The Red Poinsettia is best known around the world as the Christmas Star: why else would it transform its leaves into striking colours such as white, cream, lemon, salmon, pink, purple and red? It’s a Star!

Why the Poinsettia steals the hearts of people at Christmas is explained in the Mexican legend about a poor Mexican girl, Pepita, who could not afford a gift for baby Jesus at the Christmas Eve service. As Pepita walked slowly to the chapel with her cousin Pedro, her heart was filled with sadness rather than joy. “I am sure, Pepita, that even the most humble gift, if given in love, will be acceptable in His eyes”, said Pedro consolingly.

Not knowing what else to do, Pepita knelt by the roadside and gathered a handful of common weeds, fashioning them into a small bouquet. Looking at the scraggly bunch of weeds, she felt more saddened and embarrassed than ever by the humbleness of her offering. She fought back a tear as she entered the small Mexican village chapel.

As she approached the altar, she remembered Pedro’s kind words: “Even the most humble gift, if given in love, will be acceptable in His eyes”. She felt her spirit lift, as she knelt to lay the bouquet at the foot of the nativity scene. Suddenly, the bouquet of weeds burst into blooms of brilliant red, and all who saw them were certain that they had witnessed a Christmas miracle right before their eyes.

This magical effect of the Poinsettia is best expressed in a well-lit spot in the home, but no direct sunlight. The plant loves regular watering, as long as it is lukewarm. It does not tolerate wet feet, so don’t over water. It does not like cold temperatures, so when transporting outside, keep it well covered and insulated. Do not place a poinsettia near a doorway, heat register, or stove. Mist the plant regularly. The plant does not like sudden temperature changes, it makes the leaves drop. Always remove the foil wrapper to allow the plant to breath.

Enjoy the warmth of Christmas with this wonder of Christmas – the Poinsettia.

The post Christmas wonder brings winter warmth appeared first on The North Grenville Times.

]]>
http://www.ngtimes.ca/christmas-wonder-brings-winter-warmth/feed/ 0
The Opiate Crisis…too close for comfort http://www.ngtimes.ca/opiate-crisis-close-comfort/ http://www.ngtimes.ca/opiate-crisis-close-comfort/#respond Wed, 06 Dec 2017 19:58:28 +0000 http://www.ngtimes.ca/?p=10132 by Melanie Whyte, RP, CCAC What parents need to know is that the opiode crisis is happening in every small town, big city, religious group, and across economic and financial statuses. It’s not simply somebody else’s child, it can be yours. The class of drugs that are called Opiates, are pain relievers that you may […]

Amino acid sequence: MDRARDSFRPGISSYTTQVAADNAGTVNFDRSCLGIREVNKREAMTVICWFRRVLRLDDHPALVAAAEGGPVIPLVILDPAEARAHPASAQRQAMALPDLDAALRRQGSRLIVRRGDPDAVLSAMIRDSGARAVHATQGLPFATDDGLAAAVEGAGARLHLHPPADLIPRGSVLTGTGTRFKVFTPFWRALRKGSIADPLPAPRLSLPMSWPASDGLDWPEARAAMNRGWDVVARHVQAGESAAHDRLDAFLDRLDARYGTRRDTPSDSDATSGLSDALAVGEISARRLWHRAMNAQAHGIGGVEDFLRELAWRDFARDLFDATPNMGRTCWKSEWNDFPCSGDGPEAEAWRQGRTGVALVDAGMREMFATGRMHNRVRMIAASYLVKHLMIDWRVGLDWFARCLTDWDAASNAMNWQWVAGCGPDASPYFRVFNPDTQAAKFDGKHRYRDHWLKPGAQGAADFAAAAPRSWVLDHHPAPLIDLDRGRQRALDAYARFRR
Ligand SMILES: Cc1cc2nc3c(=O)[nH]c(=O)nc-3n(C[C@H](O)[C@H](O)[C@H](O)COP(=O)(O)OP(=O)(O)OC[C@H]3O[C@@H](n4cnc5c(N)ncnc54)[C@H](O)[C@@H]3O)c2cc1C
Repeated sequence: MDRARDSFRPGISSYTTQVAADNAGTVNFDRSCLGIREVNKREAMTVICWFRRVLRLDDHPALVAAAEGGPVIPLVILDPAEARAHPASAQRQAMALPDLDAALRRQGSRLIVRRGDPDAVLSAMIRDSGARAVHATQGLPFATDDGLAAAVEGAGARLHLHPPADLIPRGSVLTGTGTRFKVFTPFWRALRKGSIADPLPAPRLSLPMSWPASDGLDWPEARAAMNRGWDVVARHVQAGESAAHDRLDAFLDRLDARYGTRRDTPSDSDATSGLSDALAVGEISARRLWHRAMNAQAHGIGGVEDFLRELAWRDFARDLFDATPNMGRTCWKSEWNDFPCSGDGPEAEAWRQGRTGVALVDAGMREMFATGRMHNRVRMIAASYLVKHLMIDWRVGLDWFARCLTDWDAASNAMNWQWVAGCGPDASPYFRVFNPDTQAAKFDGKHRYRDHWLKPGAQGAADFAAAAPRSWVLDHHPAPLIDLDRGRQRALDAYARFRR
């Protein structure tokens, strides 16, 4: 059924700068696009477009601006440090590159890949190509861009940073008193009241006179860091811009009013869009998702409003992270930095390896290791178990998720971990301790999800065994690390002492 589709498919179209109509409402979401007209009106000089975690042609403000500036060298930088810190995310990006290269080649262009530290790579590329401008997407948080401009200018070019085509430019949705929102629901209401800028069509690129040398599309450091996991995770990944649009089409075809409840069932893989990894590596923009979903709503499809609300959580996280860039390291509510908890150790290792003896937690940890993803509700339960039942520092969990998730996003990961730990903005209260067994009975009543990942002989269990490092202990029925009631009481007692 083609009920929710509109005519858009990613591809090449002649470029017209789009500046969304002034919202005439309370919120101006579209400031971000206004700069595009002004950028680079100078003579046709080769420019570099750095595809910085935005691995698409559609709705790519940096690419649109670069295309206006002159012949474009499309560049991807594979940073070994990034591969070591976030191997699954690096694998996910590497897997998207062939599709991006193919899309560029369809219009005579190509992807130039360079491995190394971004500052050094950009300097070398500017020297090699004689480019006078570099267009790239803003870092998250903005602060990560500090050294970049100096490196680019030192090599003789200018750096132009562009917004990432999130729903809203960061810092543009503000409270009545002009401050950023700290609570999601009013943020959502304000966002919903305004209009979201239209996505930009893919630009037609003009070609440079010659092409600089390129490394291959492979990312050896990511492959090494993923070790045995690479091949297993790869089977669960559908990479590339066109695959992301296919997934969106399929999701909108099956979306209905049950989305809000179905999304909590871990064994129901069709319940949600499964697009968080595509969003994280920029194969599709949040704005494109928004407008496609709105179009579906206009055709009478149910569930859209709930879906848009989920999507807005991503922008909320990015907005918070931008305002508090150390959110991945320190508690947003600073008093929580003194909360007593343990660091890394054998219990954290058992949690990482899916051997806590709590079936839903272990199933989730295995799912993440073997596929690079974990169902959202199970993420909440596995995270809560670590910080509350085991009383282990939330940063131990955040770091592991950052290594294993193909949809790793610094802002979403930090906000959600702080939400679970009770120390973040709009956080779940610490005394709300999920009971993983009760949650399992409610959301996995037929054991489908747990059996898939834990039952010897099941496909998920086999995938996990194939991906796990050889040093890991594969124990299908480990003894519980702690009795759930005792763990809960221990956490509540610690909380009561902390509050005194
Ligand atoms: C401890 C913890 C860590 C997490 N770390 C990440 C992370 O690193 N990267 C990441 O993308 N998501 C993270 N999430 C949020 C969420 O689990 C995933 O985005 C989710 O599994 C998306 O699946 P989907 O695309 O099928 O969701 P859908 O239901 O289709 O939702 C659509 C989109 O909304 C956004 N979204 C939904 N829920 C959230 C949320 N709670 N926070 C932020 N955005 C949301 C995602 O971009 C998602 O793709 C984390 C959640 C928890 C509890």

The post The Opiate Crisis…too close for comfort appeared first on The North Grenville Times.

]]>
by Melanie Whyte, RP, CCAC

What parents need to know is that the opiode crisis is happening in every small town, big city, religious group, and across economic and financial statuses. It’s not simply somebody else’s child, it can be yours.

The class of drugs that are called Opiates, are pain relievers that you may have in your medicine cabinet, and they are highly addictive. They are readily available from your medicine cabinet, or from other’s cabinets. It doesn’t take many doses to become addicted to these narcotics.

In the last two years, I have been prescribed Morphine, Oxycodone, and Dilaudid on six occasions, for relatively minor pain, and I have not filled those prescriptions, but they are all opiates and addictive. Imagine, if you filled the prescriptions, and your child took some of them. This class of medication is not only highly addictive, but “in” as a social activity for youth. It makes you wonder if these medications are over-prescribed. When I got my wisdom teeth removed, I received Ibuprofen, and now it is routine to prescribe an Opiate pain killer.

Opiods are highly addictive and often create problematic use after one or two doses. Opiates affect the reward centre of the brain, and if stopped, comes withdrawal. Withdrawal from them is painful and includes sweating, chills, racing heart, pain, goose bumps, and more. So many of our children go in search of more of the “feel good” pills that they found in your cabinet.

The overdose deaths are not from your medicine cabinets, but it may have started there. The overdoses are from very powerful and unpredictable doses of opiates in the form of Fentanyl and Carfentanyl. Fentayl is 100 times more powerful than morphine and you will probably overdose and die, and Carfentanyl….you’re dead.